Serotonin and delayedtype hypersensitivity

Thus far, substantial evidence has been obtained indicating that some type of antigen-specific T cell factor is capable of activating mast cells to release mediators, especially vasoactive amines in the early and late phases of DTH responses. The molecular nature of such factors remains to be fully defined. Activation of the mast cell may, conceivably, be achieved through specific receptors for the T cell factors. The events that take place during DTH responses can be summarized as follows. Early after immunization, antigen-specific T cell factors are produced and released by T cells in the lymphoid organs. These factors are transported in the circulation and leave the circulation to sensitize the peripheral extra-vascular tissues, i.e. bind to the mast cells that possess putative specialized receptors for these factors. Upon local antigen challenge the sensitized mast cells, and perhaps other serotonin-containing cells, release serotonin. This acts on serotonin receptors of postcapillary venules causing activation and the formation of gaps between endothelial cells, which results in increased vascular permeability. This allows circulating T cells, some of which are antigen specific, to leave the circulation and enter the site ot the reaction where interaction with antigen rakes place, probably in the context of major histocompatibility complex (MHC) class II antigens on local antigen-presenting cells such as I.angerhans cells. Activation of these T cells by antigen-MHC complexes, and also by serotonin through 5-HT, receptors on their membranes, leads to local production of non antigen-specific lymphokincs, which ultimately attract circulating bone marrow-derived leukocytes, such as monocytes, to also enter through the gaps between endothelial cells and constitute the classical perivascular infiltrate of DTH reactions.

There are several lines of evidence that favor a role of serotonin released from mast cells or platelets in

DTH-associated cellular immune responses in the mouse. First, these responses are elicited preferentially at those cutaneous sites that are enriched in mast cells, such as ears and footpads. In contact-sensitivity to trinitrochlorobenzene, as well as in hema-toporphyrin derivative-induced phototoxicity, evidence of release of mediators by mast cells was obtained; in these studies histologic signs of hypo-granulation of mast cells were noted. Secondly, pre-treatment of cutaneous sites with serotonin causes tachyphylaxis, i.e. specific desensitization of vascular serotonin receptors on the endothelial cells, and this inhibits subsequent elicitation of DTH by local antigen challenge. Thirdly, treatment with the cromo-glycate-like drug proxicromil, which prevents release of mediators including serotonin, or treatment with serotonin antagonists, like methysergide or ketan-serin, suppresses contact sensitivity and also T cell-mediated inflammatory responses due to infection with Trichinella spiralis. Fourthly, studies employing the drug reserpine, which depletes serotonin from mast cells, platelets and neurons, showed suppression of DTH responses, contact photosensitivity, T cell-dependent immune responses to tumor cells, and the development of allergic encephalomyelitis. Finally, defective DTH responses have been observed in two strains of mast cell-deficient mice. This pertains to contact sensitivity to picryl chloride, delayed-type hypersensitivity to sheep red blood cells and to allogeneic tumor cells, and in mice sensitized to 3,3',4',5-tetrachlorosalicyIanilide.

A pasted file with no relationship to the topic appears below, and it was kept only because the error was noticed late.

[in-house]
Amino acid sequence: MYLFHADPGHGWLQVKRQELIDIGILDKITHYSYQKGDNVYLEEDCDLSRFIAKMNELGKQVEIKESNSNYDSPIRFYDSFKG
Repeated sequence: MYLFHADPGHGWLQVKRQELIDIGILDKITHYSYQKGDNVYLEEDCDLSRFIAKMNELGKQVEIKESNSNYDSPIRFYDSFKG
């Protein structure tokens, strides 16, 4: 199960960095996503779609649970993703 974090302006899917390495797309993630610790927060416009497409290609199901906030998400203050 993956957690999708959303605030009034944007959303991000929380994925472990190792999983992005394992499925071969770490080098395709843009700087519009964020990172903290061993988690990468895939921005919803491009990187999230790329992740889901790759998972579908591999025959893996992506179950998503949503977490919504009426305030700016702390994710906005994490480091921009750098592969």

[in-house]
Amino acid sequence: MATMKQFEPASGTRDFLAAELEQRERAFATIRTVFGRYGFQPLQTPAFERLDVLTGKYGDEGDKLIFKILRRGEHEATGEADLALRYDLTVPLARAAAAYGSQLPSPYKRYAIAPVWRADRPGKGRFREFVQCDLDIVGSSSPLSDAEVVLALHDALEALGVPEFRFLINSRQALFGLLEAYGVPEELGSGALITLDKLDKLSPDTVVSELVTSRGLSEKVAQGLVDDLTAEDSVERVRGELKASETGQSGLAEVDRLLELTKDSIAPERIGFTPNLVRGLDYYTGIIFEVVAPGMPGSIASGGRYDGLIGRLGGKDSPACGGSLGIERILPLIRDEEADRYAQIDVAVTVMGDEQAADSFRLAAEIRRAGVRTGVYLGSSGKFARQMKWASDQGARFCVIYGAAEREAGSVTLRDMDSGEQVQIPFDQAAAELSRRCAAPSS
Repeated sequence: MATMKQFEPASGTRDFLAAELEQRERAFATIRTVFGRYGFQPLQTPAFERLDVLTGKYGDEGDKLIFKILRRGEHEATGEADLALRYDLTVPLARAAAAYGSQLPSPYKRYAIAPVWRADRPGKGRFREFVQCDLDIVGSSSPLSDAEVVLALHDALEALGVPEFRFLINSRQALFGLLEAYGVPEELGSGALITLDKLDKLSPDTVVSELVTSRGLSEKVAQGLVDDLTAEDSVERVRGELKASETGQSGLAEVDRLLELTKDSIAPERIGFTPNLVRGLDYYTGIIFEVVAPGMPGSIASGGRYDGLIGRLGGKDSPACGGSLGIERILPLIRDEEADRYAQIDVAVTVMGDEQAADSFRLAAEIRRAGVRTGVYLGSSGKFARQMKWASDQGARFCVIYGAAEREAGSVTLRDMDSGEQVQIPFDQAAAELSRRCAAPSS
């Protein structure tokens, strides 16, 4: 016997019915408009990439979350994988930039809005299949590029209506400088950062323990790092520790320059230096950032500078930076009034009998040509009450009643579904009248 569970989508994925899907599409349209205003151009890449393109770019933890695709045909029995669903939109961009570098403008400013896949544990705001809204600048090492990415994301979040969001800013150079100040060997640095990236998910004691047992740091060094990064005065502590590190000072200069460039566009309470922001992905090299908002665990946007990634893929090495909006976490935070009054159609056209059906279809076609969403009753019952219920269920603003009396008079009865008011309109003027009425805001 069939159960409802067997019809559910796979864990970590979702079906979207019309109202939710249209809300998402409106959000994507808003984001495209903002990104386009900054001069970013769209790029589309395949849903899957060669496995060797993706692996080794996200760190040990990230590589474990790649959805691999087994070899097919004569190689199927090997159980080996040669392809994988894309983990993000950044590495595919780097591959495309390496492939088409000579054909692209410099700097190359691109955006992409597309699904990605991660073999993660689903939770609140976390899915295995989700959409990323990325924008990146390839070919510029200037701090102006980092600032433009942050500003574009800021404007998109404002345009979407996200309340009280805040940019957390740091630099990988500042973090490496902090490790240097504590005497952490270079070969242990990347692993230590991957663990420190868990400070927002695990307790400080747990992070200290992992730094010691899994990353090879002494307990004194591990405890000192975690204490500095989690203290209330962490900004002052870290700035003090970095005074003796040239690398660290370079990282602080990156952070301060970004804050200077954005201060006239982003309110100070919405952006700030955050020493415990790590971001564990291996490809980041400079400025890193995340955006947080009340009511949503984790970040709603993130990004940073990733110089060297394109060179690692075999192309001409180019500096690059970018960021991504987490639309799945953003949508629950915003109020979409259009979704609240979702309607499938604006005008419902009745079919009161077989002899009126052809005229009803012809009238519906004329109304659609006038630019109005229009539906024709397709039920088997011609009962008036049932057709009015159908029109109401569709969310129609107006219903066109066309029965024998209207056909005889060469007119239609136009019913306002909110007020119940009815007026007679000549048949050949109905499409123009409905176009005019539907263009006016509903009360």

A potential role for mast cells and serotonin in contact sensitivity has been challenged. In contrast to defective DTH responses in mast cell-deficient mice, normal and even greater than normal responses were noted in other studies. Local reconstitution of mast cell-deficient ears with mast cells did not increase the responsiveness of such ears with respect to contact sensitivity. It can be concluded from these conflicting results that DTH can be elicited in mast cell-deficient mice, but that it is sometimes diminished. Crucial in this respect is how serotonin-dependent DTH responses are elicited in mast cell-deficient mice. The skin of these mice is not serotonin deficient. The source of serotonin is undoubtedly platelets, which could thus play a role in DTH. Therefore, recent findings concerning the role of platelets in IgE-depen-dent hypersensitivity responses could be extended to indicate an important role for platelets in DTH responses. It is noteworthy thar active systemic ana-phylatic responses were shown to occur in mast cell-deficient mice. Since such immediate-type IgE-depen-dent hypersensitivity reactions are shown to involve mast cells, these data can lead to two types of conclusions: 1) It may be that the relative low number of mast cells (less than 1 % of mast cells of normal litter mates) provides sufficient amounts of mediators, including serotonin, for systemic anaphylactic reactions and also can support DTH responses. Thus, mast cell-deficient mice may be a poor model to study the role of mast cells in such responses. 2) It is possible that other nonmast cell sources of serotonin are available for the elicitation of responses. In the skin this could be the rich supply of serotonin in platelets in the vessels and in systemic anaphylaxis this could be the extensive enterochromaffin tissue of the gut.

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